Hometown: McRae, Ark.
In Richmond region: 1990
Family: husband Robert; daughters Erika Liptrap and Megan Stafford; three grandchildren
Became an RN: 1995; was a licensed practical nurse for 13 years previously
Employer: VCU Health
It’s very gratifying to make the call. As a kidney transplant coordinator, I get to contact patients on the waiting list when a kidney becomes available. When they accept, there are often tears. Sometimes they are speechless. I’ve done it many times over. It never gets old.
I had an idea I’d be doing this back when I was a senior in high school and I took a job as a nurse’s aide to earn a little money. I loved the feeling I got just from being there. I was providing care, but it was more than that. I could be an ear when patients just wanted to talk, and that made them feel a little better.
Now, many years later, I’m helping patients get the life-saving kidneys they need. I’m proud that I passed the exam to become a certified clinical transplant coordinator and that I’ve been cited for excellence in nursing by VCU Health System. And I’m happy to have helped so many people get transplants that saved their lives.
Nevertheless, it’s an uphill struggle. There are nearly 100,000 people waiting for kidney transplants – but only about 18,000 donors annually. The odds are not good.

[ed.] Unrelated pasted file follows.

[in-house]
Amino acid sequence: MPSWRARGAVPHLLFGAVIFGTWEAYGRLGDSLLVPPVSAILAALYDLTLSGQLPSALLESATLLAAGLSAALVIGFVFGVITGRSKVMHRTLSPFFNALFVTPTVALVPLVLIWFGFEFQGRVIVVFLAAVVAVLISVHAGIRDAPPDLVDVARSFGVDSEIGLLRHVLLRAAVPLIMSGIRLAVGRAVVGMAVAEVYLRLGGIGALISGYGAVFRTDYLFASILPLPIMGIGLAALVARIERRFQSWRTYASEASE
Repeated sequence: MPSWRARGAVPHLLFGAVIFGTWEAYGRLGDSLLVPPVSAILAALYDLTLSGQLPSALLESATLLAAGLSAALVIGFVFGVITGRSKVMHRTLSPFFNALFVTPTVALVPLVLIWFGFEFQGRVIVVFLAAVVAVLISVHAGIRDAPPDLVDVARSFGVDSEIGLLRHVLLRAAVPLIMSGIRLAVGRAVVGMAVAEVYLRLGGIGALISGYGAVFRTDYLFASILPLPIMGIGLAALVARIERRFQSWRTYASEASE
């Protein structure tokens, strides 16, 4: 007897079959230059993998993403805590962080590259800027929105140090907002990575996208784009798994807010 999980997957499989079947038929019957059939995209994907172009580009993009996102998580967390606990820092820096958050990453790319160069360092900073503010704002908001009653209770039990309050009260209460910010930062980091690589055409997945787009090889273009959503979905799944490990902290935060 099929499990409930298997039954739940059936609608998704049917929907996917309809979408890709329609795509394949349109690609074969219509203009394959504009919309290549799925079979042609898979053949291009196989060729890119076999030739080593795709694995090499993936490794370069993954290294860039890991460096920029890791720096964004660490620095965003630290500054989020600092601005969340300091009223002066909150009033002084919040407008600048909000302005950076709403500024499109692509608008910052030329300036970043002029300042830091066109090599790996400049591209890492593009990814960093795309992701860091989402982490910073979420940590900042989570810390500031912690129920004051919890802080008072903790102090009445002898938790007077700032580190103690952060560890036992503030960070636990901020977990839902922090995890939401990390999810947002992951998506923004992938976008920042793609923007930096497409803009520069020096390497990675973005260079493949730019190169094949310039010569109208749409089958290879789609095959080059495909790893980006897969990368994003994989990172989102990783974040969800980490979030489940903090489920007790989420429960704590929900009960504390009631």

That’s why I decided to donate one of my kidneys. In 2016, I decided to be an anonymous donor for a co-worker. A couple days before the transplant was to occur, however, this person got a perfect match from a deceased donor and decided to take that kidney.
Evidently, it was meant to be. The following year, at age 58, I was ready to donate to a friend I had known for years. But as it turned out, my friend got a different kidney, and I got paired with a stranger whose story on the local news generated interest from others – including from a person who was matched to a child in need. So in this chain of events, three people got kidneys. Last year, I presented the story of my donation at the International Transplant Nurses Society annual conference.
Transplant recipients and their families appreciate that donors are both living and deceased. I called someone not long ago to offer a kidney from a deceased donor, and the patient expressed sadness for the person and the loved ones. The patient realized a truth about transplants – that often they’re a mixed blessing.
What you do in your own life can make a difference in the life of a stranger. And one thing I have learned is that even when things seem like they are at their bleakest, you have to look on the bright side. You have to keep striving and keep going. You can’t give up.